NEWS & VIEWS OF PHILLIPS SINCE 1976
Wednesday November 20th 2019

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For 50 years of immense work and vision – thanks for American  Indian Movement

COURTESY OF AIM
Muhammed Ali (back left) and AIM founder Clyde Bellecourt, July 1978.

By Sandy Spieler

I arrived in Minneapolis in 1973 and moved into the collective household right across the street from Little Earth of United Tribes just as it was being built. Out of that house, the MayDay Parade was born, and so the parade begins each year from the field alongside Little Earth of United Tribes. 

In my first month in Minneapolis, I ventured to the Little Earth gym to hear you of the American Indian Movement speak of your work.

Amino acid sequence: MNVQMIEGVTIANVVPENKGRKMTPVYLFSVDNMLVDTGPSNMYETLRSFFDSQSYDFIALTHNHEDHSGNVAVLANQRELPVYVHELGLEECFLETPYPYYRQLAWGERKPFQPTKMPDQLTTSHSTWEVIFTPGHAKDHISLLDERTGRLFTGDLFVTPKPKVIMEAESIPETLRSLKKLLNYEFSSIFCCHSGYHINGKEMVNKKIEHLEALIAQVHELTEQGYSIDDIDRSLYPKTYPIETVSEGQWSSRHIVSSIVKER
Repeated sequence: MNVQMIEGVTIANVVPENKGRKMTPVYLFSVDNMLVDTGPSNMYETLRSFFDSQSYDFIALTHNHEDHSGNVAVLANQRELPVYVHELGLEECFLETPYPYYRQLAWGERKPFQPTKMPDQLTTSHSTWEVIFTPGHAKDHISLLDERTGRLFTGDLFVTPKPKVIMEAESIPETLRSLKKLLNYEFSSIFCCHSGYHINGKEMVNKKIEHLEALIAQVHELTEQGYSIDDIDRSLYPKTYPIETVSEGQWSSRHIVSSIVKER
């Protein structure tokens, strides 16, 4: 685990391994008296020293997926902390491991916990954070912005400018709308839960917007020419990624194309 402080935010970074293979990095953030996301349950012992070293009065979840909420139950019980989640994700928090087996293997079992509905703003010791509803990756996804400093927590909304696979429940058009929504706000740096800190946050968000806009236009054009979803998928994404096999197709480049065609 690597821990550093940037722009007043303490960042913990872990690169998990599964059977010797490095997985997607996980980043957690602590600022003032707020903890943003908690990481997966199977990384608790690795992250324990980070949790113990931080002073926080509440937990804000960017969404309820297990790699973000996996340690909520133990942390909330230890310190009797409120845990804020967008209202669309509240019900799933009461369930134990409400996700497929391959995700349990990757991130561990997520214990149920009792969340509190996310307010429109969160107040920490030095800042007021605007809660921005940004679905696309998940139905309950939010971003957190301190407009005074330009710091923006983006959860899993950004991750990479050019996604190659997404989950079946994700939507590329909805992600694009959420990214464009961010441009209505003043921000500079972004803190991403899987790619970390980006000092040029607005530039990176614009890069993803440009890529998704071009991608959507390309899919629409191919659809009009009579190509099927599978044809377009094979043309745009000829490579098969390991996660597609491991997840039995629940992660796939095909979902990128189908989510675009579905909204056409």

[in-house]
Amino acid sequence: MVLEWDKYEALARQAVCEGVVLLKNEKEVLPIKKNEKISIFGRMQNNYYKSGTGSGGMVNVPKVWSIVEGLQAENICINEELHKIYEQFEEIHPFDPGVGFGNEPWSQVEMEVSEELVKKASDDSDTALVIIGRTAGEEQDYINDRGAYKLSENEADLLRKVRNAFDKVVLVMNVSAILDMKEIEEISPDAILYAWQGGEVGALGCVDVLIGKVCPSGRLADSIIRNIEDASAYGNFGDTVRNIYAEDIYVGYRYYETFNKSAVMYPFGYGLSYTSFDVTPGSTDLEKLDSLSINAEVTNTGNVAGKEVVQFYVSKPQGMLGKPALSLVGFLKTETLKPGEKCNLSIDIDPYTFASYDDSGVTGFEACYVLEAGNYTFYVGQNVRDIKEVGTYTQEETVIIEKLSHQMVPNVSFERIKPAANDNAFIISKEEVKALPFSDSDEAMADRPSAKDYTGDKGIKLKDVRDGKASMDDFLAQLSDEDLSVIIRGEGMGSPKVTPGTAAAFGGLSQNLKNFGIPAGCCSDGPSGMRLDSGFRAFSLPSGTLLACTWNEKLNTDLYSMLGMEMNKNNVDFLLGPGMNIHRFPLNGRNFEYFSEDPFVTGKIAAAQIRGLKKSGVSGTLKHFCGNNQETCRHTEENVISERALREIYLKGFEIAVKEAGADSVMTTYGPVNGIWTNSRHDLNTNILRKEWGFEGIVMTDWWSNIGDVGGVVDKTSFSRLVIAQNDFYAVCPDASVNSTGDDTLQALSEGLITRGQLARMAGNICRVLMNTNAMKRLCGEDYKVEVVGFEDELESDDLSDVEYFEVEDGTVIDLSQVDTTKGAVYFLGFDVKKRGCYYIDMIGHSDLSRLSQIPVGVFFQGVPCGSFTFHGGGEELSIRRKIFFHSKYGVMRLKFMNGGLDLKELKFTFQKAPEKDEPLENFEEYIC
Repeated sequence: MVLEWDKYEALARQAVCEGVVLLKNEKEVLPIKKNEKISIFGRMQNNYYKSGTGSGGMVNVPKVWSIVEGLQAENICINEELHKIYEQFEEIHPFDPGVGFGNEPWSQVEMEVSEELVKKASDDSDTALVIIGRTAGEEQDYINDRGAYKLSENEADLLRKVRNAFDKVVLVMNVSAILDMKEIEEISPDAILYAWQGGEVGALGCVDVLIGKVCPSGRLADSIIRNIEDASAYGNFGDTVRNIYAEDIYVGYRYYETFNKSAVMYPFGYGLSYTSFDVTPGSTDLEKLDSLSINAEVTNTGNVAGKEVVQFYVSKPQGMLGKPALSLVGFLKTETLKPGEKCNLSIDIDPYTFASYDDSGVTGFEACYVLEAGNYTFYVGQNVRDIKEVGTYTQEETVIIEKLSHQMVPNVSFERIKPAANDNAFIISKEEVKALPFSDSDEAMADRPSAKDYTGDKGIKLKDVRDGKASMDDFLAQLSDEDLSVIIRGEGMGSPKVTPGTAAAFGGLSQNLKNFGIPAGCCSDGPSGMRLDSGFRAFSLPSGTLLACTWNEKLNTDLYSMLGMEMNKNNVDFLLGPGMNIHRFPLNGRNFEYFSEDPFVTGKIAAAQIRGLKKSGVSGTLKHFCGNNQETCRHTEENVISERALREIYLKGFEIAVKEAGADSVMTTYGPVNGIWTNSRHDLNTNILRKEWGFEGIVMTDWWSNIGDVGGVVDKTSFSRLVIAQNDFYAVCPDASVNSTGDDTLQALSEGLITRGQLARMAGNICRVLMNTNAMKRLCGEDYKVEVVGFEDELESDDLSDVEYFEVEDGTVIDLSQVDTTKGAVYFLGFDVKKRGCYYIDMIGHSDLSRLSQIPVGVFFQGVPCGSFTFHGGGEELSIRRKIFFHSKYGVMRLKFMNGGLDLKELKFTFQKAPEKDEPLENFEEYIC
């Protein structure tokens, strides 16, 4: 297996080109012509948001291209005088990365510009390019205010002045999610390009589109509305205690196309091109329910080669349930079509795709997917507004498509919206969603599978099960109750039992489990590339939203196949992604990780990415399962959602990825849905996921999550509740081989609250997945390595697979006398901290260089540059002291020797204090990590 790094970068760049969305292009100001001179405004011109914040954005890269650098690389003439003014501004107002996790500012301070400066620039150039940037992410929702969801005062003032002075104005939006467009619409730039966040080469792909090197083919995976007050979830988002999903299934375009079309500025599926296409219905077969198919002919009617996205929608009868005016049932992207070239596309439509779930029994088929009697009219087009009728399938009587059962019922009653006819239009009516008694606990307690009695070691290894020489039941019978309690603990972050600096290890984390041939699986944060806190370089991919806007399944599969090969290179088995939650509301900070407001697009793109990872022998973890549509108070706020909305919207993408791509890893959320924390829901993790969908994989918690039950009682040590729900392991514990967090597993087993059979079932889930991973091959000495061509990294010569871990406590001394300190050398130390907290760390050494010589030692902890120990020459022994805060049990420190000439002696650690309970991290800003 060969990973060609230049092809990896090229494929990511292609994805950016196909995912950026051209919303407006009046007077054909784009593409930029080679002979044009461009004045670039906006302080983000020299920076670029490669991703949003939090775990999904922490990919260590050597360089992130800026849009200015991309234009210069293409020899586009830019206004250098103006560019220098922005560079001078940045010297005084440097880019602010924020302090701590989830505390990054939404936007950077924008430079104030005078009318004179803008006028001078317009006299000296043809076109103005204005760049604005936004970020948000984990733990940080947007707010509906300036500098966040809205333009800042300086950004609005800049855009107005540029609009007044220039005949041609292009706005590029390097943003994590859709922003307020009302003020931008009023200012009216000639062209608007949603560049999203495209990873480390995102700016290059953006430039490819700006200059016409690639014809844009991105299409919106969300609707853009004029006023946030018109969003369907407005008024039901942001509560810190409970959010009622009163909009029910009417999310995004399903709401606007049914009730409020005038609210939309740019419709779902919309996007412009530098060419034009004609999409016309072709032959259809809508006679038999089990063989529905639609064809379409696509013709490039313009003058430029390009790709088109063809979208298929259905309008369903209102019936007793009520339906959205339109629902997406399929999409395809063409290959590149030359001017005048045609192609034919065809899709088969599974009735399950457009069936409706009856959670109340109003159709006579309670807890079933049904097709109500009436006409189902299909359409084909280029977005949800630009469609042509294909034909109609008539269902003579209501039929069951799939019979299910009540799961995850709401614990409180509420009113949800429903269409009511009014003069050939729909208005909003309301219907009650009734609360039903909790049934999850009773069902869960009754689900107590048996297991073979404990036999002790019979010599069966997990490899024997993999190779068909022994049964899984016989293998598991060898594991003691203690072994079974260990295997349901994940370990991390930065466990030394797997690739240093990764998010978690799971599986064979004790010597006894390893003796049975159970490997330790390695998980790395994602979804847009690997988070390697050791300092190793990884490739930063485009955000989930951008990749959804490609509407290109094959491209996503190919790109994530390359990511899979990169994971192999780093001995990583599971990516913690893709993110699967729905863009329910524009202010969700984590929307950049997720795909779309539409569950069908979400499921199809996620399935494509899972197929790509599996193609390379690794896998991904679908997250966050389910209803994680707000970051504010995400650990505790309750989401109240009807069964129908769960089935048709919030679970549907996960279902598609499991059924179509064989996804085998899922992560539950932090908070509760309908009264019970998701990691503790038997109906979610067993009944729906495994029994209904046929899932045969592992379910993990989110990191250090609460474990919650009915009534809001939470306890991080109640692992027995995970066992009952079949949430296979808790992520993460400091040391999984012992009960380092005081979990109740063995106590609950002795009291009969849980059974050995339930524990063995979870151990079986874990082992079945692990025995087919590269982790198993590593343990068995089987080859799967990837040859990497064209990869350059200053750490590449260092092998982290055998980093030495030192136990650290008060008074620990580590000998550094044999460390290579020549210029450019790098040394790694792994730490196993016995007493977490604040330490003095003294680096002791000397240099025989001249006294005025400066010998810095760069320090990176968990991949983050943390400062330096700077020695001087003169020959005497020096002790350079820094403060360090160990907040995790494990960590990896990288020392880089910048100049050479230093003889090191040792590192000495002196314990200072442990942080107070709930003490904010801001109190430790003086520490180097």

Your voices shook me to my core.

Your call for spiritual grounding as social justice and truth reached inside me and woke within me a need to reckon with colonial histories. You brought me to this neighborhood with a cry to deal with the layers of institutionalized trauma and live in reciprocal relationship with the life–giving majesty of this world.

I owe much gratitude to you of the American Indian Movement (AIM) for teaching me so much. While your work upholding Native Communities is often detailed, I know I am not alone in noting the profound influence you have had on my life as a white woman.  Your influence in the world is great, and with each passing year I recognize the immensity of your influence in this neighborhood. Your work continues to inspire and challenge me. 

Please accept my profound thanks and congratulations on 50 years of visionary work. 

Editor’s note: This is reprinted from the MayDay 2019 tabloid courtesy of In The Heart of the Beast.

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